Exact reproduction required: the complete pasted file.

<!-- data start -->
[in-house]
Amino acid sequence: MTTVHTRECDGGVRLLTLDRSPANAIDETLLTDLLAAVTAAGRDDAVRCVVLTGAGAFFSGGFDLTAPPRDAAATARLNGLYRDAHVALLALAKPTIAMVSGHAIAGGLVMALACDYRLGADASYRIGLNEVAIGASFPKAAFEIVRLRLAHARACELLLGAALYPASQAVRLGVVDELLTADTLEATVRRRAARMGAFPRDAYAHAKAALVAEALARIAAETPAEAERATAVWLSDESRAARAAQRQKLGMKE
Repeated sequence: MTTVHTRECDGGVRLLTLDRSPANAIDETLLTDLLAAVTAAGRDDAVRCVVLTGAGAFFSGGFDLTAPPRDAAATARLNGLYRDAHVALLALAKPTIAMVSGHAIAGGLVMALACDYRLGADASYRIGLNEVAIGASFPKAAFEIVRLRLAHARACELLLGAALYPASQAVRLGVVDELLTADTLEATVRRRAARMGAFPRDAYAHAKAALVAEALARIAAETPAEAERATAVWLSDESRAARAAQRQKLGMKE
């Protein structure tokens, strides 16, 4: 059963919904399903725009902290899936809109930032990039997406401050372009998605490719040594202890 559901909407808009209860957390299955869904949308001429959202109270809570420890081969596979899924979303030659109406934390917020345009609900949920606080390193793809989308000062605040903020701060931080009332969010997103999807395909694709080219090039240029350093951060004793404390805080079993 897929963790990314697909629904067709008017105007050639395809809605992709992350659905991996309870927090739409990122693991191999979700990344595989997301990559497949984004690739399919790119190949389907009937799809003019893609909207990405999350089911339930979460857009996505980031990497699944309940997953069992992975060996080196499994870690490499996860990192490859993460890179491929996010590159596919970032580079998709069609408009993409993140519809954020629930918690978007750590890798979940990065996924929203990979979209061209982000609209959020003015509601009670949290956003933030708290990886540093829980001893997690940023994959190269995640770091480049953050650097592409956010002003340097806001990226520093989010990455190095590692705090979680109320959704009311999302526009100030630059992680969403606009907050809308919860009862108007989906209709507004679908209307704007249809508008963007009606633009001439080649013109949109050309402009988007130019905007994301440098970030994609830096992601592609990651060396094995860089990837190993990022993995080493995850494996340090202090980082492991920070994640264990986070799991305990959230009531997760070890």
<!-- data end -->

[in-house]
Amino acid sequence: MTTVHTRECDGGVRLLTLDRSPANAIDETLLTDLLAAVTAAGRDDAVRCVVLTGAGAFFSGGFDLTAPPRDAAATARLNGLYRDAHVALLALAKPTIAMVSGHAIAGGLVMALACDYRLGADASYRIGLNEVAIGASFPKAAFEIVRLRLAHARACELLLGAALYPASQAVRLGVVDELLTADTLEATVRRRAARMGAFPRDAYAHAKAALVAEALARIAAETPAEAERATAVWLSDESRAARAAQRQKLGMKE
Repeated sequence: MTTVHTRECDGGVRLLTLDRSPANAIDETLLTDLLAAVTAAGRDDAVRCVVLTGAGAFFSGGFDLTAPPRDAAATARLNGLYRDAHVALLALAKPTIAMVSGHAIAGGLVMALACDYRLGADASYRIGLNEVAIGASFPKAAFEIVRLRLAHARACELLLGAALYPASQAVRLGVVDELLTADTLEATVRRRAARMGAFPRDAYAHAKAALVAEALARIAAETPAEAERATAVWLSDESRAARAAQRQKLGMKE
């Protein structure tokens, strides 16, 4: 059963919904399903725009902290899936809109930032990039997406401050372009998605490719040594202890 559901909407808009209860957390299955869904949308001429959202109270809570420890081969596979899924979303030659109406934390917020345009609900949920606080390193793809989308000062605040903020701060931080009332969010997103999807395909694709080219090039240029350093951060004793404390805080079993 897929963790990314697909629904067709008017105007050639395809809605992709992350659905991996309870927090739409990122693991191999979700990344595989997301990559497949984004690739399919790119190949389907009937799809003019893609909207990405999350089911339930979460857009996505980031990497699944309940997953069992992975060996080196499994870690490499996860990192490859993460890179491929996010590159596919970032580079998709069609408009993409993140519809954020629930918690978007750590890798979940990065996924929203990979979209061209982000609209959020003015509601009670949290956003933030708290990886540093829980001893997690940023994959190269995640770091480049953050650097592409956010002003340097806001990226520093989010990455190095590692705090979680109320959704009311999302526009100030630059992680969403606009907050809308919860009862108007989906209709507004679908209307704007249809508008963007009606633009001439080649013109949109050309402009988007130019905007994301440098970030994609830096992601592609990651060396094995860089990837190993990022993995080493995850494996340090202090980082492991920070994640264990986070799991305990959230009531997760070890």